The ''Vijaya Stambha'', Chittorgarh Fort, Rajasthan, built in mid 15th century - a Rajput monument

Vijaya stambha, Chattigarh Fort, Rajasthan/
Vijaya stambha, Chattigarh Fort,
The Vijaya Stambha, an imposing victory monument within Chittorgarh  Fort in Chittorgarh, Rajasthan, India was first built by the Mewar king  Rana Kumbha  in 1448 to commemorate his victory over the combined armies of Malwa and Gujarat led by Mahmud Khilji. The tower is dedicated to Vishnu. It is a good example of Rajputana architecture that gives due attention to minute details in stone works, be they marbles stones or sand stones.  
Though Vijaya Stambha is a common name widely used by the local folks, actually it is  dedicated to  Hindu God  Vishnu. Hence it is a Kirttistambha or Kirti Stambha, a "tower of fame". This odd-looking 9-story tower is adorned  with beautiful  sculptures of  many Hindu deities around.  There are around 157 narrow spiral  steps leading to the terrace at the upper level.  Here, from the  balconies  you get a fine view of the whole town down below.  The tall tower is a great sight when it is  illuminated in the evening. The effect is quite absorbing. It is a good example of religious pluralism practiced by the Hindu rulers like Rajputs. The topmost story features an image of the Jain Goddess, Padmavati and images from the Ramayana and Mahabharata epics. Ruler Rana  Kumbha also had carved the word "Allah" in Arabic nine times in the third story and eight times in the eight. It shows the secular attitude of the Hindu kings, unlike other rulers who follow other religion.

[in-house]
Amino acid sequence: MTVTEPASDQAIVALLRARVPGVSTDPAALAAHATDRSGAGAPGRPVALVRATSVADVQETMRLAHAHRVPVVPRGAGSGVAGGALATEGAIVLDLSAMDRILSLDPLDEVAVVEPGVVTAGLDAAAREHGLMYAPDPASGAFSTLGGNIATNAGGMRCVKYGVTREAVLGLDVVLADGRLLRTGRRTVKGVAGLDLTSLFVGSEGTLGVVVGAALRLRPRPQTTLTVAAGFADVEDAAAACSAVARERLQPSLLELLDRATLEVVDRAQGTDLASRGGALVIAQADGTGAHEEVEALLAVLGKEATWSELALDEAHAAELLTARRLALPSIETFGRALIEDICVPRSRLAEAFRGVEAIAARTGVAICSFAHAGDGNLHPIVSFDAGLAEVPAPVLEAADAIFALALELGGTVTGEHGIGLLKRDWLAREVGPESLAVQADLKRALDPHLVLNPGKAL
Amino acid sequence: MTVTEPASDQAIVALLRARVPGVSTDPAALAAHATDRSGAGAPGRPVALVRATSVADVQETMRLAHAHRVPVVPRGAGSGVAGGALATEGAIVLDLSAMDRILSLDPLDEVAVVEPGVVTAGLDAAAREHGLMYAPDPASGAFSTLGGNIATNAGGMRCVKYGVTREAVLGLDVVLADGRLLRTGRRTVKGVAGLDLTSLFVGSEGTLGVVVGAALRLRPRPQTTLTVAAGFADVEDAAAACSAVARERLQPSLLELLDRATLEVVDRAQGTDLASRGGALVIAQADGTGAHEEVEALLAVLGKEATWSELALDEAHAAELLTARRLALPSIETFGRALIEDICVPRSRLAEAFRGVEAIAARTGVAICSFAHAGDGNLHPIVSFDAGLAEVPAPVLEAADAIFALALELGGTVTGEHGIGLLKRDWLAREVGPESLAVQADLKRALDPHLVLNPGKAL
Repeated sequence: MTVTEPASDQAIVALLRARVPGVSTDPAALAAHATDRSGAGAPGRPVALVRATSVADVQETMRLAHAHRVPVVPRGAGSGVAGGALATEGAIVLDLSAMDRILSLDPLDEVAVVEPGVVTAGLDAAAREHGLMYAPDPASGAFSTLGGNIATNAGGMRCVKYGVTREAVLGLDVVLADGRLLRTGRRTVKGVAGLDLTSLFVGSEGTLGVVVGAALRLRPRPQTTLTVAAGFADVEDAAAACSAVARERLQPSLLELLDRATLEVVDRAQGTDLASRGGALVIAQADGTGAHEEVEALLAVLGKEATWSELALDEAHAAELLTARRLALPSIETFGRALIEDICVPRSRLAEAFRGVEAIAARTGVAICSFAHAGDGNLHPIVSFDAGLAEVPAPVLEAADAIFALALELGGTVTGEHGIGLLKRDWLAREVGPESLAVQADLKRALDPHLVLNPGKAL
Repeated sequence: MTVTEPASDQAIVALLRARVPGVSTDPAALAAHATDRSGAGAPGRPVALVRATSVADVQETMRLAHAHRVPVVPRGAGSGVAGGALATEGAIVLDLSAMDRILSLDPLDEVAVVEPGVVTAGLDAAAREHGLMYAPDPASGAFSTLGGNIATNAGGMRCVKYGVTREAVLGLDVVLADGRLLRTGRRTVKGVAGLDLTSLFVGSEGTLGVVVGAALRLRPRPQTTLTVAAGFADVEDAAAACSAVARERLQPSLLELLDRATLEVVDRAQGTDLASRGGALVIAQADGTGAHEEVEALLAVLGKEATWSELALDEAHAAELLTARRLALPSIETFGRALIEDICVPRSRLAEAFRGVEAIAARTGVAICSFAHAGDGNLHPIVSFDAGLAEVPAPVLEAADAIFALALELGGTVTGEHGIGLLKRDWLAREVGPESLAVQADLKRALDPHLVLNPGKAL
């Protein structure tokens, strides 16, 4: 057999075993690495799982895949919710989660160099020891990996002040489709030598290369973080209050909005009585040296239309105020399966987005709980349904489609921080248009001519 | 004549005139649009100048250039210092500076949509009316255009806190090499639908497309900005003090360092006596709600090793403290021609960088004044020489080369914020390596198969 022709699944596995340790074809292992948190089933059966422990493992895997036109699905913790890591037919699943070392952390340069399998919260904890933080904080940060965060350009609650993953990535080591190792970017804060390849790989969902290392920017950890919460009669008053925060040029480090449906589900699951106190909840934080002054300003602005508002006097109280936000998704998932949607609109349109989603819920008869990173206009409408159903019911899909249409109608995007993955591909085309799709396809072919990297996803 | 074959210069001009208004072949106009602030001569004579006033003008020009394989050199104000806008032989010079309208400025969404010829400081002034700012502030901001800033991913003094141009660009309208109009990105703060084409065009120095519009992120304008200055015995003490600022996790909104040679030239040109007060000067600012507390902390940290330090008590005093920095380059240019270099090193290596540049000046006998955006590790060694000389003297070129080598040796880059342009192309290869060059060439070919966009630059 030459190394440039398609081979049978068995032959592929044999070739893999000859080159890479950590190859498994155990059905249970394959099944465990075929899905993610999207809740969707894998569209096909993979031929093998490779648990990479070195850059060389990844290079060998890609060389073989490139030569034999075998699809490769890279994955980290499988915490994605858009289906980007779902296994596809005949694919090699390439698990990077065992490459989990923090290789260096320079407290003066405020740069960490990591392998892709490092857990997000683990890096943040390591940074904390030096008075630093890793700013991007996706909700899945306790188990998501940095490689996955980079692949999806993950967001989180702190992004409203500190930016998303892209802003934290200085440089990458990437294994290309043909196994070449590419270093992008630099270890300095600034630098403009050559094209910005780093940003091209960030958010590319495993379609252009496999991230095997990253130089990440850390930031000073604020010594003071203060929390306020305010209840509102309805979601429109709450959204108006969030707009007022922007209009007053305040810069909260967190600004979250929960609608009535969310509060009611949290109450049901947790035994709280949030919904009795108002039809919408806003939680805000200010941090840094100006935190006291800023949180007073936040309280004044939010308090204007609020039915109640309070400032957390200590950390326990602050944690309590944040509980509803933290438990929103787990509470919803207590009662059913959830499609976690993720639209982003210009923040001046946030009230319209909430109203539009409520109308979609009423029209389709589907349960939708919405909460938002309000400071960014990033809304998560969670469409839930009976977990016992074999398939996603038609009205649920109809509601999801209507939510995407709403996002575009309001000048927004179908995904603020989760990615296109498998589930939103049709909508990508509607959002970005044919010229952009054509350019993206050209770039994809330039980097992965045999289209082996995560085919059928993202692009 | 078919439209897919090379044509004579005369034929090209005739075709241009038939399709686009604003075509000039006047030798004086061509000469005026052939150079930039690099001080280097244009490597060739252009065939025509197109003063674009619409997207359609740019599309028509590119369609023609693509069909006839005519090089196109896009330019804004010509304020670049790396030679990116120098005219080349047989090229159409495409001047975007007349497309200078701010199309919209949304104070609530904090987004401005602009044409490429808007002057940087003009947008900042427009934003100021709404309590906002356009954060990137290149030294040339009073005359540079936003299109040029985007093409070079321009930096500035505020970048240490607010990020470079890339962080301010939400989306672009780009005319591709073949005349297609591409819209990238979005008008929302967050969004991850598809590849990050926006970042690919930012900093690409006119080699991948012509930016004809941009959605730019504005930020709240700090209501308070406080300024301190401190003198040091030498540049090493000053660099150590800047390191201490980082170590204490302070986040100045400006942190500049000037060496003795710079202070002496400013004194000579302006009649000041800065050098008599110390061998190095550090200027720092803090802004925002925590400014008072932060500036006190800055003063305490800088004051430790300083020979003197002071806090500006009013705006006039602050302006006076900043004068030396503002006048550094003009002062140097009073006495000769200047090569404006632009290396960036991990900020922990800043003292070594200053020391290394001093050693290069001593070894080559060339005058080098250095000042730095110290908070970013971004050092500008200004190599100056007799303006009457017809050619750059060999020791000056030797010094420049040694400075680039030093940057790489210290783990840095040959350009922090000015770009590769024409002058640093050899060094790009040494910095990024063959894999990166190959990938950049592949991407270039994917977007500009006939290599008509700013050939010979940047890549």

Vijaya stambha, Chattigarh Fort, Rajasthan. Guidestone
There are stone inscriptions on the upper levels of the tower. They contain details about the genealogy of the rulers of Chittaur  and their contributions.  The man who designed it was Sutradhar Jaita well supported by his three sons and others like Napa, Puja, and Poma. There  is a stone inscription on them on the 5th floor.
Victory tower, Chittorgarh Fort,
Kerthi stmbha. Chittorgarh Fort, Rajasthan.
It was in  1326 Chittorgarh Fort  was  re-established   and Rana Kumbha, knowing the impending danger from the Delhi Muslim rulers,  took serious efforts to beef up the security of the fort by strengthening  the  fort walls and building additions.   Most of the fort's walls  were constructed with care during his reign from 1433 to 1468. The second attack on the fort took place a couple of centuries later in 1535 and this time  by Sultan Bahadur Shah of Gujarat.  Every time the enemy had to struggle to access the fort.